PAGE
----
Abu Huraira reported: The Messenger of Allah, peace and blessings be upon him, said, “Take up good deeds only as much as you are able, for the best deeds are those done regularly even if they are few.”
Source: Sunan Ibn Mājah 4240
Grade: Sahih (authentic) according to Al-Albani
Often, as Muslims, we’re called upon to do more and more good deeds each day. Voluntary prayers, voluntary fasts, extra charity, and the like are recommended and indeed good for us too. But at times, these can be really difficult for people, especially for those struggling with their imaan. This is one hadith that needs to be considered then. It’s not how much we do that is important, but the quality of our deeds that stand out when it comes down to the final verdict.
Let us look at another hadith in this regard.
Allah’s Messenger (ﷺ) said, “Do good deeds properly, sincerely and moderately and know that your deeds will not make you enter Paradise, and that the most beloved deed to Allah is the most regular and constant even if it were little.” (Sahih Bukhari)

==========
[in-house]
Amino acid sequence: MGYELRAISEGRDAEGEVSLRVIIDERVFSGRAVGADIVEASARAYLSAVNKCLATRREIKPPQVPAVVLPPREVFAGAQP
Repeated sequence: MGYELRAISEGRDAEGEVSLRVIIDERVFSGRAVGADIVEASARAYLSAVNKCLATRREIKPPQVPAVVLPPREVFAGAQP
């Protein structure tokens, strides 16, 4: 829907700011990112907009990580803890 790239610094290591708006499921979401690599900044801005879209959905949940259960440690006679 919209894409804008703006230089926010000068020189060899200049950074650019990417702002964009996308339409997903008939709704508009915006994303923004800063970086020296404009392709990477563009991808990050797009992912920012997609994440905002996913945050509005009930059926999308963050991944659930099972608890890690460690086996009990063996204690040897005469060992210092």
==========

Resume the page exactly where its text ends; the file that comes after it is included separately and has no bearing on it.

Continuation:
One of the most important qualities that we should possess as Muslims is consistency in our actions. If we are not consistent with our obligatory acts of worship, then pursuing the voluntary actions become a moot point. If we cannot wake up and pray Fajr, then our priorities should be focused towards fulfilling that obligation towards Allah instead of trying to pray Dhuha everyday.
It is only through consistency in our obligatory actions that we will be able to keep our imaan firm. Imaan as we know doesn’t look like a straight line when plotted on a graph, but it has dips and peaks. While we cannot turn these dips and peaks into straight lines, it is upon us to ensure that from a particularly high imaan level we don’t come crashing down to an all time low.
To prevent such a crash we need to keep our actions consistent. It’s not just about praying on time or reciting Qur’an everyday or whatever other forms of worship that we take up being performed regularly. Our beliefs should tie in with our words, and with our actions. We cannot be liars ourselves and expect complete honesty from other people. We cannot be struggling with our own prayers and advise other Muslims to pray on time. We cannot have a shaky relationship with the Qur’an and then advocate the opposite for everything else.
Islam is a deen of moderation. There is no compulsion in Deen for voluntary acts and we need not take up more than what we can handle as individuals. It is important that no matter if we only stick to only the obligatory deeds, we do so regularly, consistently and without fail.